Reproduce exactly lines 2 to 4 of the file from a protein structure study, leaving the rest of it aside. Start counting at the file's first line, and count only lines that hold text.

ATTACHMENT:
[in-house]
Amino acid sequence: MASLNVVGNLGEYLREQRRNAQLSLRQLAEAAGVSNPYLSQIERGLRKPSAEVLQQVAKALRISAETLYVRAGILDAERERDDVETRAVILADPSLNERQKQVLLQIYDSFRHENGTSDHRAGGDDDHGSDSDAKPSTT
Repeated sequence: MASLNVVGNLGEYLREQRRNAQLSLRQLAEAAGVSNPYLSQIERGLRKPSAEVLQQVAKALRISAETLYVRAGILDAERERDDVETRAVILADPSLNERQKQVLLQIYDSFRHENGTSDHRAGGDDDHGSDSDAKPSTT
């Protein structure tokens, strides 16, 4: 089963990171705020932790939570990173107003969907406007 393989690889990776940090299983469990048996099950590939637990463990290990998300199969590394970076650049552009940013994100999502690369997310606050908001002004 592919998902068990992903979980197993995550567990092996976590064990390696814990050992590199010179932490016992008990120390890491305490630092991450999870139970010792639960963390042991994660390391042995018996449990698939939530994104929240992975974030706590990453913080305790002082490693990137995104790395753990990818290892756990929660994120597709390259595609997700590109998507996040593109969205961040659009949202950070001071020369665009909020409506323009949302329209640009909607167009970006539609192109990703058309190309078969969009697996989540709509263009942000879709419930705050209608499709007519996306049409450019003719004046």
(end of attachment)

Amino acid sequence: MASLNVVGNLGEYLREQRRNAQLSLRQLAEAAGVSNPYLSQIERGLRKPSAEVLQQVAKALRISAETLYVRAGILDAERERDDVETRAVILADPSLNERQKQVLLQIYDSFRHENGTSDHRAGGDDDHGSDSDAKPSTT
Repeated sequence: MASLNVVGNLGEYLREQRRNAQLSLRQLAEAAGVSNPYLSQIERGLRKPSAEVLQQVAKALRISAETLYVRAGILDAERERDDVETRAVILADPSLNERQKQVLLQIYDSFRHENGTSDHRAGGDDDHGSDSDAKPSTT
């Protein structure tokens, strides 16, 4: 089963990171705020932790939570990173107003969907406007 393989690889990776940090299983469990048996099950590939637990463990290990998300199969590394970076650049552009940013994100999502690369997310606050908001002004 592919998902068990992903979980197993995550567990092996976590064990390696814990050992590199010179932490016992008990120390890491305490630092991450999870139970010792639960963390042991994660390391042995018996449990698939939530994104929240992975974030706590990453913080305790002082490693990137995104790395753990990818290892756990929660994120597709390259595609997700590109998507996040593109969205961040659009949202950070001071020369665009909020409506323009949302329209640009909607167009970006539609192109990703058309190309078969969009697996989540709509263009942000879709419930705050209608499709007519996306049409450019003719004046």